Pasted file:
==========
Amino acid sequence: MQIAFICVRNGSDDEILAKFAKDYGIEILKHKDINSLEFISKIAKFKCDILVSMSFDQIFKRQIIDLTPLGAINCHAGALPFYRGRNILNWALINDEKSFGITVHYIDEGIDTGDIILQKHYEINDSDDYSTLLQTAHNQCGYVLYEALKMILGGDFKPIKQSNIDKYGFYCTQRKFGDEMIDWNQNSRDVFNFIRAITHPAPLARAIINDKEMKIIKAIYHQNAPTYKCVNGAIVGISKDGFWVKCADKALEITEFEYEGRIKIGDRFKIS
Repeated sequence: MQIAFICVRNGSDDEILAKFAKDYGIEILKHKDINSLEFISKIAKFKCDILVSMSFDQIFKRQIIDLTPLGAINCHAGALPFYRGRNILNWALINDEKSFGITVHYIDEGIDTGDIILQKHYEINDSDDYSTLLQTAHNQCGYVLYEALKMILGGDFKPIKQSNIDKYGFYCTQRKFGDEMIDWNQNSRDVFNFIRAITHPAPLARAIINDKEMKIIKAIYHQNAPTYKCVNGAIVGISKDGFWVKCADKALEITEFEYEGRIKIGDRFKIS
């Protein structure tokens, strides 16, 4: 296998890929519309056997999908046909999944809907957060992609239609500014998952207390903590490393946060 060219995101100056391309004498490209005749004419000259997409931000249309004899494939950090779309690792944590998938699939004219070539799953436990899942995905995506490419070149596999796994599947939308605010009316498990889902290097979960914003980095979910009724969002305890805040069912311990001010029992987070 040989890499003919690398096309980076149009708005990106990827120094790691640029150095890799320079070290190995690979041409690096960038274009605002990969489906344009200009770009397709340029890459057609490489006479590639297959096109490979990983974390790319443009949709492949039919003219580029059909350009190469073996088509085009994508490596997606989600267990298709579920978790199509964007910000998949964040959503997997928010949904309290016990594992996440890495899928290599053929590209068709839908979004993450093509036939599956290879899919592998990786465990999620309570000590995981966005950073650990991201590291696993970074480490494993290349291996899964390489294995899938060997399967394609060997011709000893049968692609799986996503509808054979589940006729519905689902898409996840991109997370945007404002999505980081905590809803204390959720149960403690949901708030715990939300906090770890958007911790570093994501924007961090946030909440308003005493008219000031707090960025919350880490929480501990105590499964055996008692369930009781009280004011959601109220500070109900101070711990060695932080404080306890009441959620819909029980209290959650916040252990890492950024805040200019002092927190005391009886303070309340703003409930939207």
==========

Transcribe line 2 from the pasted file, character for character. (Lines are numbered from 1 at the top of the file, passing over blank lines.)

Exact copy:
Repeated sequence: MQIAFICVRNGSDDEILAKFAKDYGIEILKHKDINSLEFISKIAKFKCDILVSMSFDQIFKRQIIDLTPLGAINCHAGALPFYRGRNILNWALINDEKSFGITVHYIDEGIDTGDIILQKHYEINDSDDYSTLLQTAHNQCGYVLYEALKMILGGDFKPIKQSNIDKYGFYCTQRKFGDEMIDWNQNSRDVFNFIRAITHPAPLARAIINDKEMKIIKAIYHQNAPTYKCVNGAIVGISKDGFWVKCADKALEITEFEYEGRIKIGDRFKIS